If you keep that up for a couple of weeks, you’ll then be able to see if there is a pattern.



Work on your dog’s recall


Try out these 3 simple ways of improving your dog’s recall.

1. Train your recall


This might seem obvious but it’s easy to get so caught up in practising recalls that the most important step is forgotten about – teaching the dog what the recall means.

If your dog’s recall is less than awesome go back to basics and spend time in your house or garden making sure that your dog fully understands that when you make your recall sound it means they should run to you.

2. Take treats on every walk!


When your dog is outside on a walk surrounded by interesting things to sniff, other dogs to play with and the wide world to investigate, coming back to you won’t be their top priority unless you really make it worth their while.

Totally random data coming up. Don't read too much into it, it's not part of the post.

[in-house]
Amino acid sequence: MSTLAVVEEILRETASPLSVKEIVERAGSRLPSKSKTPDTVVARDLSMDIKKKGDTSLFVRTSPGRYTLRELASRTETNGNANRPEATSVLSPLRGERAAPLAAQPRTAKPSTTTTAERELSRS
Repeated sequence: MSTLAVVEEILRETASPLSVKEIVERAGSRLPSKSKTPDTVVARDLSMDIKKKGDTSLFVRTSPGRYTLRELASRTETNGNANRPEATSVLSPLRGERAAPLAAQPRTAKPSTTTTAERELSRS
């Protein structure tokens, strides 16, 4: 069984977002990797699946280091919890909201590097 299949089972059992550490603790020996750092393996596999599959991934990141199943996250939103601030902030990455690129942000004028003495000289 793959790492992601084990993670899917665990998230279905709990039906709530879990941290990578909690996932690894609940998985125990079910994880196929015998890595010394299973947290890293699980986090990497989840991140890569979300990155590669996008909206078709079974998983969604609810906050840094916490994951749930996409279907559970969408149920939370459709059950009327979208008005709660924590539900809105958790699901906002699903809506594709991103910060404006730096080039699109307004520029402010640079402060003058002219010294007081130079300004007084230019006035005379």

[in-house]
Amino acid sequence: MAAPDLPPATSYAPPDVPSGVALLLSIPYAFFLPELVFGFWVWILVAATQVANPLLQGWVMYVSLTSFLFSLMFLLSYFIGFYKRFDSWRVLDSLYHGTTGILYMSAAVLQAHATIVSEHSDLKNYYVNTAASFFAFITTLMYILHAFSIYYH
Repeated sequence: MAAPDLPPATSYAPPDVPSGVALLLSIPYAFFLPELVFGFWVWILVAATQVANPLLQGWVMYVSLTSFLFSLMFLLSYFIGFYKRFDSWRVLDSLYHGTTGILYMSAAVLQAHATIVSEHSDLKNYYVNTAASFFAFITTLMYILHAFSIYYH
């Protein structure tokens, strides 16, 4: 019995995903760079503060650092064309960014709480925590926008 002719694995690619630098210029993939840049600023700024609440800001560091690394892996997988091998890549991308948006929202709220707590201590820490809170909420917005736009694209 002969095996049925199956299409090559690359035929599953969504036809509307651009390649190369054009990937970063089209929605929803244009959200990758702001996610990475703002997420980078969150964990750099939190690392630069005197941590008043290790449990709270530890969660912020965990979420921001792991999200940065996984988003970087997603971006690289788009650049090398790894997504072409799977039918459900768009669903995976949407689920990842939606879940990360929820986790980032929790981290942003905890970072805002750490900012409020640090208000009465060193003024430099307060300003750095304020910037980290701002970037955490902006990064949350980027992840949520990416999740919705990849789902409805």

So, take the time to pack some super tasty treats for every walk. Try small cubes of cheese, roast meats, sausages and anything else your dog loves. Take a mixture of different treats with you so that your dog is always surprised and delighted by what you have for them when they come back to you.

3. Be fun to hang around with


Be honest with yourself – how much time do you spend having fun with your dog on walks? If you walk along holding the lead and ignoring your dog or spend time looking at your phone or let your dog run off lead and do their own thing until it’s time to put the lead back on, make some changes.